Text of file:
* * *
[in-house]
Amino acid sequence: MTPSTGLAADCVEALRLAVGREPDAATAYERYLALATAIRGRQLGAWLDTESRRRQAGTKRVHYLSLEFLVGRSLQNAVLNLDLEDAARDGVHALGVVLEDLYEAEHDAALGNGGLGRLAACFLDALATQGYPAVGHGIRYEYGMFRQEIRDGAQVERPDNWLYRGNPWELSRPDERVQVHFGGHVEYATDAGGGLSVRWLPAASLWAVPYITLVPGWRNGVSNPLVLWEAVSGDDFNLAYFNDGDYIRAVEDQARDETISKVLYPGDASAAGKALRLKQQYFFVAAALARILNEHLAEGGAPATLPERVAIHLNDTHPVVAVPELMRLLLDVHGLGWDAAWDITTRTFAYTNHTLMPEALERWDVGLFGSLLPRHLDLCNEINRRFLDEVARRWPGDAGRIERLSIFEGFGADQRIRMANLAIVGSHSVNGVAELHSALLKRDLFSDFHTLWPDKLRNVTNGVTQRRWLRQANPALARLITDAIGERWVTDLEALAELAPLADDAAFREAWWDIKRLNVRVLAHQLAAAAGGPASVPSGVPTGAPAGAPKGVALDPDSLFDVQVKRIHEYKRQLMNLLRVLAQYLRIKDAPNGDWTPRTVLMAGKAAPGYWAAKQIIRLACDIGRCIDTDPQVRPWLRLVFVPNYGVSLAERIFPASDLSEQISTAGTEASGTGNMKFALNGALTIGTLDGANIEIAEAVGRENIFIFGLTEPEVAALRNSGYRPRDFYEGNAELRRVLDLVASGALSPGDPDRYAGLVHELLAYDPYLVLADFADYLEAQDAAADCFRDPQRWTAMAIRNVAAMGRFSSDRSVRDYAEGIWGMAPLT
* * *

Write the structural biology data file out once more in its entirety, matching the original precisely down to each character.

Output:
[in-house]
Amino acid sequence: MTPSTGLAADCVEALRLAVGREPDAATAYERYLALATAIRGRQLGAWLDTESRRRQAGTKRVHYLSLEFLVGRSLQNAVLNLDLEDAARDGVHALGVVLEDLYEAEHDAALGNGGLGRLAACFLDALATQGYPAVGHGIRYEYGMFRQEIRDGAQVERPDNWLYRGNPWELSRPDERVQVHFGGHVEYATDAGGGLSVRWLPAASLWAVPYITLVPGWRNGVSNPLVLWEAVSGDDFNLAYFNDGDYIRAVEDQARDETISKVLYPGDASAAGKALRLKQQYFFVAAALARILNEHLAEGGAPATLPERVAIHLNDTHPVVAVPELMRLLLDVHGLGWDAAWDITTRTFAYTNHTLMPEALERWDVGLFGSLLPRHLDLCNEINRRFLDEVARRWPGDAGRIERLSIFEGFGADQRIRMANLAIVGSHSVNGVAELHSALLKRDLFSDFHTLWPDKLRNVTNGVTQRRWLRQANPALARLITDAIGERWVTDLEALAELAPLADDAAFREAWWDIKRLNVRVLAHQLAAAAGGPASVPSGVPTGAPAGAPKGVALDPDSLFDVQVKRIHEYKRQLMNLLRVLAQYLRIKDAPNGDWTPRTVLMAGKAAPGYWAAKQIIRLACDIGRCIDTDPQVRPWLRLVFVPNYGVSLAERIFPASDLSEQISTAGTEASGTGNMKFALNGALTIGTLDGANIEIAEAVGRENIFIFGLTEPEVAALRNSGYRPRDFYEGNAELRRVLDLVASGALSPGDPDRYAGLVHELLAYDPYLVLADFADYLEAQDAAADCFRDPQRWTAMAIRNVAAMGRFSSDRSVRDYAEGIWGMAPLT